Highlights From Netflix’s Conference Call
Netflix’s (NASDAQ: NFLX) soared higher by nearly 20 percent on Tuesday as investors embraced the headline numbers, including a better-than-expected top-and-bottom-line beat and subscriber additions.
Following the company’s earnings report, management hosts a conference call that is unique and different. Rather than discuss its results and field questions from a plethora of analysts, the company invited Scott Devitt from Stifel and Ben Swinburne from Morgan Stanley to pose a series of questions.
Netflix’s management team hosting the call consisted of its CEO Reed Hastings, its CFO David Wells and Chief Content Officer Ted Sarandos.
Here are some of the notable quotes from Netflix’s management team, courtesy of Seeking Alpha’s transcript.
Hastings on catching up to peers: “We mentioned [in] the [investment letter to shareholders] that we’ve only just now localized Poland and Turkey. That brings us up to 22 languages. YouTube is at 50. So we’ve got a long way to go in that localization effort.”
Hastings on Netflix’s guidance: “I think the main thing about one year guidance is we probably don’t have any more insights than investors do, whereas in the current quarter when we’re two or three weeks into it we do have a little bit of an advantage, so that’s why we do the current quarter guidance.”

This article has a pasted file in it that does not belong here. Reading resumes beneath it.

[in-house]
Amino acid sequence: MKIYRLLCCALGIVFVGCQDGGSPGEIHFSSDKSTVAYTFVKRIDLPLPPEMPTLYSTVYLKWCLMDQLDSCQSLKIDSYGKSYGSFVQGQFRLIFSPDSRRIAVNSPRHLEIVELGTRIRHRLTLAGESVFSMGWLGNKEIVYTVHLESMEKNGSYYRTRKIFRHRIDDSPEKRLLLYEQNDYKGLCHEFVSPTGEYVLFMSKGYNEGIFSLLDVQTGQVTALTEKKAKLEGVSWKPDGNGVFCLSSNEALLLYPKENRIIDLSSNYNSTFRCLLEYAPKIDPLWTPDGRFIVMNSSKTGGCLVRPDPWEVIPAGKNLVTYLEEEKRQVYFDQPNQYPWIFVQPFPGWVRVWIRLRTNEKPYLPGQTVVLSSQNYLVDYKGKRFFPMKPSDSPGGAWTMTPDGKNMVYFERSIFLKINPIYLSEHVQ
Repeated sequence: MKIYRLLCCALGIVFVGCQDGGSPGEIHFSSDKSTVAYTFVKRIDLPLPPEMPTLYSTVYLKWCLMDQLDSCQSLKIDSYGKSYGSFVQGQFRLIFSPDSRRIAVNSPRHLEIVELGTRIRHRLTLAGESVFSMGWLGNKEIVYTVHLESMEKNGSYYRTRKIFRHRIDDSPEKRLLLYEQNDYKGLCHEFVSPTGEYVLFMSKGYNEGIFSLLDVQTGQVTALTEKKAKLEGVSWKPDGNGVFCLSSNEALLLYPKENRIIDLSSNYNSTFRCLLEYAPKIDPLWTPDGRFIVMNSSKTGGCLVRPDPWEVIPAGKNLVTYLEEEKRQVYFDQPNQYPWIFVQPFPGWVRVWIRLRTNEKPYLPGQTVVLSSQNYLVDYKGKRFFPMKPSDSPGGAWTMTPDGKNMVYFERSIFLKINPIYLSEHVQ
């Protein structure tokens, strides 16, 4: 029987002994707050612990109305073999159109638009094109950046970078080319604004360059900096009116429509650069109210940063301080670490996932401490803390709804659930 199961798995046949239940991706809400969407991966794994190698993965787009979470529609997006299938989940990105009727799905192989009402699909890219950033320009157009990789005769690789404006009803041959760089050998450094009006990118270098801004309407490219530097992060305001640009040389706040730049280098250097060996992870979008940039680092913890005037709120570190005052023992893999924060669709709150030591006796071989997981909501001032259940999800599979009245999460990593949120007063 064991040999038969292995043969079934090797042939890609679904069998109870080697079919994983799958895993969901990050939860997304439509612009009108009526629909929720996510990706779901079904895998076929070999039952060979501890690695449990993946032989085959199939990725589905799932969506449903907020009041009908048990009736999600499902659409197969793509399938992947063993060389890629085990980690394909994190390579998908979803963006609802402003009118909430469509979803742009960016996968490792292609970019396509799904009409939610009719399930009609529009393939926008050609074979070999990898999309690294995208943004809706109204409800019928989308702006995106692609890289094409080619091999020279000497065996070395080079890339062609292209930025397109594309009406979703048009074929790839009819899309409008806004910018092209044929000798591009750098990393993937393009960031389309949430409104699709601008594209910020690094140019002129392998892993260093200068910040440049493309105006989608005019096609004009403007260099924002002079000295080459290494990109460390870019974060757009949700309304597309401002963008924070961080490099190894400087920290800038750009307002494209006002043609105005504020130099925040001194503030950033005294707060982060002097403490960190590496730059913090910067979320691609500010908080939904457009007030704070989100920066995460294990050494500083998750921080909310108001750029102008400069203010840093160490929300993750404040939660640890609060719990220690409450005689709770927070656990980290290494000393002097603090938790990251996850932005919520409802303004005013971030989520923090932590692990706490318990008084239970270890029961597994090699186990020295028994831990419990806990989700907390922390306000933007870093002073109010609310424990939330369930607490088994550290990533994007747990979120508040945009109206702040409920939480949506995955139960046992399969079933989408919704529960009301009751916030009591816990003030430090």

Wells on why the U.S. market is different than the international market: “The U.S. is a much older market in terms of our ability to improve that product and have more time. We’ve kind of settled into a rate of churn that’s lower than some of our international markets. They get there over time, but I would say and this in terms of that conversation, we think that there’s room left to improve the U.S. as we is that sort of un-grandfathering effect fades out over time. But outside the U.S. we will definitely have more opportunity to improve churn turnover time as we improved these products outside the U.S.”
Sarandos on the competitive landscape: “This kind of frenemy model has existed for decades in television where competing studios produce for one another constantly. And it’s really the question I think that our suppliers want to make when they’re making decisions around their expansion over the top is, can they make better returns selling to Netflix or building their own thing? And that’s both a long-term and a short-term question and currently hypothetical.”